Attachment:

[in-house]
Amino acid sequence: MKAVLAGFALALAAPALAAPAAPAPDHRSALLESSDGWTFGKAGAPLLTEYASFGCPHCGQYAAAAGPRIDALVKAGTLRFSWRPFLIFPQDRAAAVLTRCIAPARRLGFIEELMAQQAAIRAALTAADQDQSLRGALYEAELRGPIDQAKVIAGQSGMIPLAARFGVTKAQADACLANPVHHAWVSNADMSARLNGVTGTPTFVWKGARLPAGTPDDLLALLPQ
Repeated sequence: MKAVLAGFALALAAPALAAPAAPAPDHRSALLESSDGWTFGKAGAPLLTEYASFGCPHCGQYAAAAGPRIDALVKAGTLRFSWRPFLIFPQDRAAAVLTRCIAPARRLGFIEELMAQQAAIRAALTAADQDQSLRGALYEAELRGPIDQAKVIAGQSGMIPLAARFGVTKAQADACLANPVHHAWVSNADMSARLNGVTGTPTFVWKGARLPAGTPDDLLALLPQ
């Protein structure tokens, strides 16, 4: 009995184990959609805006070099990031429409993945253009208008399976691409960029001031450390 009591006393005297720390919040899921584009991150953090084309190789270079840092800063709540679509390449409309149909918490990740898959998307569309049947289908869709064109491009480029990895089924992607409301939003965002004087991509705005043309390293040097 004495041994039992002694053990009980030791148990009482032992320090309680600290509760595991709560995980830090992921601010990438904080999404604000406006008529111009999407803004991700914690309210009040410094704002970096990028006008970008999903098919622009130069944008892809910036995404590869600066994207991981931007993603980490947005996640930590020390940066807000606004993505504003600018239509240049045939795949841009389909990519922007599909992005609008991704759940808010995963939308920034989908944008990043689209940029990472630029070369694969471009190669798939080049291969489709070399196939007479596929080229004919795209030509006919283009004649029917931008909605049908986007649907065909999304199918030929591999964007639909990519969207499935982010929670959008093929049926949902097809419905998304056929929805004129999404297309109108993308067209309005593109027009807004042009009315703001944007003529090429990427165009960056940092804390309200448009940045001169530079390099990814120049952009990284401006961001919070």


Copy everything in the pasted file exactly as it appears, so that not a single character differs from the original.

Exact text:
[in-house]
Amino acid sequence: MKAVLAGFALALAAPALAAPAAPAPDHRSALLESSDGWTFGKAGAPLLTEYASFGCPHCGQYAAAAGPRIDALVKAGTLRFSWRPFLIFPQDRAAAVLTRCIAPARRLGFIEELMAQQAAIRAALTAADQDQSLRGALYEAELRGPIDQAKVIAGQSGMIPLAARFGVTKAQADACLANPVHHAWVSNADMSARLNGVTGTPTFVWKGARLPAGTPDDLLALLPQ
Repeated sequence: MKAVLAGFALALAAPALAAPAAPAPDHRSALLESSDGWTFGKAGAPLLTEYASFGCPHCGQYAAAAGPRIDALVKAGTLRFSWRPFLIFPQDRAAAVLTRCIAPARRLGFIEELMAQQAAIRAALTAADQDQSLRGALYEAELRGPIDQAKVIAGQSGMIPLAARFGVTKAQADACLANPVHHAWVSNADMSARLNGVTGTPTFVWKGARLPAGTPDDLLALLPQ
């Protein structure tokens, strides 16, 4: 009995184990959609805006070099990031429409993945253009208008399976691409960029001031450390 009591006393005297720390919040899921584009991150953090084309190789270079840092800063709540679509390449409309149909918490990740898959998307569309049947289908869709064109491009480029990895089924992607409301939003965002004087991509705005043309390293040097 004495041994039992002694053990009980030791148990009482032992320090309680600290509760595991709560995980830090992921601010990438904080999404604000406006008529111009999407803004991700914690309210009040410094704002970096990028006008970008999903098919622009130069944008892809910036995404590869600066994207991981931007993603980490947005996640930590020390940066807000606004993505504003600018239509240049045939795949841009389909990519922007599909992005609008991704759940808010995963939308920034989908944008990043689209940029990472630029070369694969471009190669798939080049291969489709070399196939007479596929080229004919795209030509006919283009004649029917931008909605049908986007649907065909999304199918030929591999964007639909990519969207499935982010929670959008093929049926949902097809419905998304056929929805004129999404297309109108993308067209309005593109027009807004042009009315703001944007003529090429990427165009960056940092804390309200448009940045001169530079390099990814120049952009990284401006961001919070």